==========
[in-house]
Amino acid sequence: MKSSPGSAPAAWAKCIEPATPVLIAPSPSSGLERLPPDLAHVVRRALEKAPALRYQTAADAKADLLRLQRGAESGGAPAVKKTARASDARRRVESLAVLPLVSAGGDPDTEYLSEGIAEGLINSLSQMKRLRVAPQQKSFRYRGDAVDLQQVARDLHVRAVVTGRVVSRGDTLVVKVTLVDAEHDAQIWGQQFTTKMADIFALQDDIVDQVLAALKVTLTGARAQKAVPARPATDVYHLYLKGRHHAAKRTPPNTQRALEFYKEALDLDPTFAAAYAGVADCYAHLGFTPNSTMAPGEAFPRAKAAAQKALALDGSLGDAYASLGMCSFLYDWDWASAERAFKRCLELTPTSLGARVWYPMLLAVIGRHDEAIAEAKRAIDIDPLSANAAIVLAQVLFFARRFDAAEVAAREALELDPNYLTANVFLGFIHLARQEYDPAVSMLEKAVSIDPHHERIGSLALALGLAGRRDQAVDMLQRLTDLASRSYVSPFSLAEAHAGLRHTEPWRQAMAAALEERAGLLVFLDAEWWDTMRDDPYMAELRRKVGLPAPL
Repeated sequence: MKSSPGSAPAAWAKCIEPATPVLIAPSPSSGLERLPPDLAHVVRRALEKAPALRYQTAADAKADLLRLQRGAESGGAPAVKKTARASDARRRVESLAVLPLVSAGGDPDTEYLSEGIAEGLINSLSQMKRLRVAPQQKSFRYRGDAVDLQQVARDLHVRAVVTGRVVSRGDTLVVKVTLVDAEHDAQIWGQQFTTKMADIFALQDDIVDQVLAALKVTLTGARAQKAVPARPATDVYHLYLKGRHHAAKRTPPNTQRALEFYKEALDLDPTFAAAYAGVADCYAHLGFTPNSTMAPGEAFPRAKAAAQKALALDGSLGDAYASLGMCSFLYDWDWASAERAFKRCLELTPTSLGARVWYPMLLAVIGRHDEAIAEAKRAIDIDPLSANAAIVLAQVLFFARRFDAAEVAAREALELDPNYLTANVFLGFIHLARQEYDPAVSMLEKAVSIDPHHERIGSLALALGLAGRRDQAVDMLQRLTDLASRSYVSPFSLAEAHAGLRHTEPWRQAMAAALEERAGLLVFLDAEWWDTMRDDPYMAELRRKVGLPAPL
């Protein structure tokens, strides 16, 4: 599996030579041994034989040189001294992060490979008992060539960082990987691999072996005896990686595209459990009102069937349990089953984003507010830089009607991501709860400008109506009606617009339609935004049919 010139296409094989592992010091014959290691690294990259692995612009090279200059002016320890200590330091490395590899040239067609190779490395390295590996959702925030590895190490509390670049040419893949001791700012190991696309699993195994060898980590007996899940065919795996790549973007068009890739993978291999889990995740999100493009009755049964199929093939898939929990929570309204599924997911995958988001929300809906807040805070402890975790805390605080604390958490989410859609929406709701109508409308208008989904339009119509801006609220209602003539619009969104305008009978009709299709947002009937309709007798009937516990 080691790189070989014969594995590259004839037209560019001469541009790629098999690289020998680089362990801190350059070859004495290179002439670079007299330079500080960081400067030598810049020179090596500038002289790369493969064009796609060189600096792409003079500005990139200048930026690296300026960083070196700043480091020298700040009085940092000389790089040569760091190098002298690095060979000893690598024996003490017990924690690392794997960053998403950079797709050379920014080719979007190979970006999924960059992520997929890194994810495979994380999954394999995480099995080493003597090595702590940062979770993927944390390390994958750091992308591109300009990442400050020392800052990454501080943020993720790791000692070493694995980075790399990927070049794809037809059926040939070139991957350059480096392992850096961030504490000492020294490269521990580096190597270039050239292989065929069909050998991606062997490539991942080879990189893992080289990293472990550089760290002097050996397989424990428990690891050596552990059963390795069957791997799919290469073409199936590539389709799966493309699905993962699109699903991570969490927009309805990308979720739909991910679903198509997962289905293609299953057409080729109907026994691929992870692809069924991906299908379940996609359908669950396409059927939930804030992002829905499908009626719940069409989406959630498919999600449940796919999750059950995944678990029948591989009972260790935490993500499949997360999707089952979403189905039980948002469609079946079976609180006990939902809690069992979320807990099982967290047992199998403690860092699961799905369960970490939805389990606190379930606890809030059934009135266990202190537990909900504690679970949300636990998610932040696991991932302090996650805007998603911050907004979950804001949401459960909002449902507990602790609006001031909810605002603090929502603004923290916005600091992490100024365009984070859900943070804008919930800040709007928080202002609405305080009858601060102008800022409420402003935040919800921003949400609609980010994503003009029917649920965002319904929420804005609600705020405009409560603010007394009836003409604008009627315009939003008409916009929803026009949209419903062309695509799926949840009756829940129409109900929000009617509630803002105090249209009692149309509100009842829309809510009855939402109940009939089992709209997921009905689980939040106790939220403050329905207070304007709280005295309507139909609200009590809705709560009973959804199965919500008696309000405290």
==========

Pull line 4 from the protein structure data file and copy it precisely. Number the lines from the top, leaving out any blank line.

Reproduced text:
């Protein structure tokens, strides 16, 4: 599996030579041994034989040189001294992060490979008992060539960082990987691999072996005896990686595209459990009102069937349990089953984003507010830089009607991501709860400008109506009606617009339609935004049919 010139296409094989592992010091014959290691690294990259692995612009090279200059002016320890200590330091490395590899040239067609190779490395390295590996959702925030590895190490509390670049040419893949001791700012190991696309699993195994060898980590007996899940065919795996790549973007068009890739993978291999889990995740999100493009009755049964199929093939898939929990929570309204599924997911995958988001929300809906807040805070402890975790805390605080604390958490989410859609929406709701109508409308208008989904339009119509801006609220209602003539619009969104305008009978009709299709947002009937309709007798009937516990 080691790189070989014969594995590259004839037209560019001469541009790629098999690289020998680089362990801190350059070859004495290179002439670079007299330079500080960081400067030598810049020179090596500038002289790369493969064009796609060189600096792409003079500005990139200048930026690296300026960083070196700043480091020298700040009085940092000389790089040569760091190098002298690095060979000893690598024996003490017990924690690392794997960053998403950079797709050379920014080719979007190979970006999924960059992520997929890194994810495979994380999954394999995480099995080493003597090595702590940062979770993927944390390390994958750091992308591109300009990442400050020392800052990454501080943020993720790791000692070493694995980075790399990927070049794809037809059926040939070139991957350059480096392992850096961030504490000492020294490269521990580096190597270039050239292989065929069909050998991606062997490539991942080879990189893992080289990293472990550089760290002097050996397989424990428990690891050596552990059963390795069957791997799919290469073409199936590539389709799966493309699905993962699109699903991570969490927009309805990308979720739909991910679903198509997962289905293609299953057409080729109907026994691929992870692809069924991906299908379940996609359908669950396409059927939930804030992002829905499908009626719940069409989406959630498919999600449940796919999750059950995944678990029948591989009972260790935490993500499949997360999707089952979403189905039980948002469609079946079976609180006990939902809690069992979320807990099982967290047992199998403690860092699961799905369960970490939805389990606190379930606890809030059934009135266990202190537990909900504690679970949300636990998610932040696991991932302090996650805007998603911050907004979950804001949401459960909002449902507990602790609006001031909810605002603090929502603004923290916005600091992490100024365009984070859900943070804008919930800040709007928080202002609405305080009858601060102008800022409420402003935040919800921003949400609609980010994503003009029917649920965002319904929420804005609600705020405009409560603010007394009836003409604008009627315009939003008409916009929803026009949209419903062309695509799926949840009756829940129409109900929000009617509630803002105090249209009692149309509100009842829309809510009855939402109940009939089992709209997921009905689980939040106790939220403050329905207070304007709280005295309507139909609200009590809705709560009973959804199965919500008696309000405290």